So during WWI most currencies lost parity with gold to fund the war. The United States was among them. If I’m not mistaken, by 1922 the FED started acting daily, the rates were low and banks were liquid. Part of the inter-banking was being loaned to traders short term speculation. Also, the FED reserve note became the main currency in the country. As you can see below, they are explicitly backed by 10 dollars worth of gold. >worth something.

However the other half of cash were Comercial Bank notes, backed by dollar not gold as you can see :(at the time banks made their money too) >Wothless And by the period of the 20’s banks were pumping valuables currency as seemed below :: And it created inflation, malinvests, and every horrible externality that comes with it. I’m guessing you’re not an economist, if you had an idea of how much money the government, FED, the capital markets industry, and the banks steal every single day from you, you wouldn’t be trying to bait me with oversimplifications without effort and purpose. The gold standard as better than fiat but it’s still a bad idea. As long as the monopoly of the money supply is within State’s hand, they will always find a way to keep the status quo. Only a free banking system has a chance to create the right incentive for all the stakeholder.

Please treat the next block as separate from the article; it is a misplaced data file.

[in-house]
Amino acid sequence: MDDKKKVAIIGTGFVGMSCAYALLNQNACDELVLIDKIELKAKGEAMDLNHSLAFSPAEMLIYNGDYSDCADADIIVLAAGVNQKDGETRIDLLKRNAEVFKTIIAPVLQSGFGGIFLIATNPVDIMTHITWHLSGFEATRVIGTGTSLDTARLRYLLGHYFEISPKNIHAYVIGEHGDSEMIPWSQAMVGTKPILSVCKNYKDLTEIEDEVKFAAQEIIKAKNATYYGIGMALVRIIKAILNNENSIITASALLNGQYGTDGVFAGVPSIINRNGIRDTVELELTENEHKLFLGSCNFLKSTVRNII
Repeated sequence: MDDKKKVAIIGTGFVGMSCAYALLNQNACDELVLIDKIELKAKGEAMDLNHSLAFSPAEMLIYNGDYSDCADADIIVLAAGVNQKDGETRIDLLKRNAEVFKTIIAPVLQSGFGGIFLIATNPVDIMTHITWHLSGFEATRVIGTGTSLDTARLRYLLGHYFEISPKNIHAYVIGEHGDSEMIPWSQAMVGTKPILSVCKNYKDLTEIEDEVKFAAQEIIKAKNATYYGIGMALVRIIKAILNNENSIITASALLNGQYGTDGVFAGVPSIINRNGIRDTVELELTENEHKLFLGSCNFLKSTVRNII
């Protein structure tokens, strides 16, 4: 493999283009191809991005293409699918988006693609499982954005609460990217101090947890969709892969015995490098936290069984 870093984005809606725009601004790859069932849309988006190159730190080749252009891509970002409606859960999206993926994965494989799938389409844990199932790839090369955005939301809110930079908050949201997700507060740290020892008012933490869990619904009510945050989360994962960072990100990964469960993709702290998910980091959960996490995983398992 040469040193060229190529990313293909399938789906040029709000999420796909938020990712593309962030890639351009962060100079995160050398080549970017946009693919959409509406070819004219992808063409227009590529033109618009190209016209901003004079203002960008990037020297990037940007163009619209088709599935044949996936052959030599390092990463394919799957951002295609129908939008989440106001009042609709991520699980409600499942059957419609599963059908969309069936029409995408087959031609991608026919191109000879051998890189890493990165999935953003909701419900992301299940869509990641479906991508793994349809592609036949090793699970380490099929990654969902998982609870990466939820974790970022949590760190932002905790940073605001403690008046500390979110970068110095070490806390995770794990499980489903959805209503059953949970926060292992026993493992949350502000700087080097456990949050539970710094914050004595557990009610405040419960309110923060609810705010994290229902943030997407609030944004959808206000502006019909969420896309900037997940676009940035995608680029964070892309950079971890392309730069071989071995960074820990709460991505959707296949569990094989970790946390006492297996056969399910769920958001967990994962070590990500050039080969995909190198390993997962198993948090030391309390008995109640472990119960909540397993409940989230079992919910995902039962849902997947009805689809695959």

However, there’s no bitcoin, gold, paper, or diamond, to make the government give up this nefarious monopoly. It would great if a cryptocurrency started to be used on a reasonable scale because it would turn to the govt monopoly in minutes. Finally, it would at least raise suspicion that “maybe” that’s the major destruction of individual freedom and private wealth.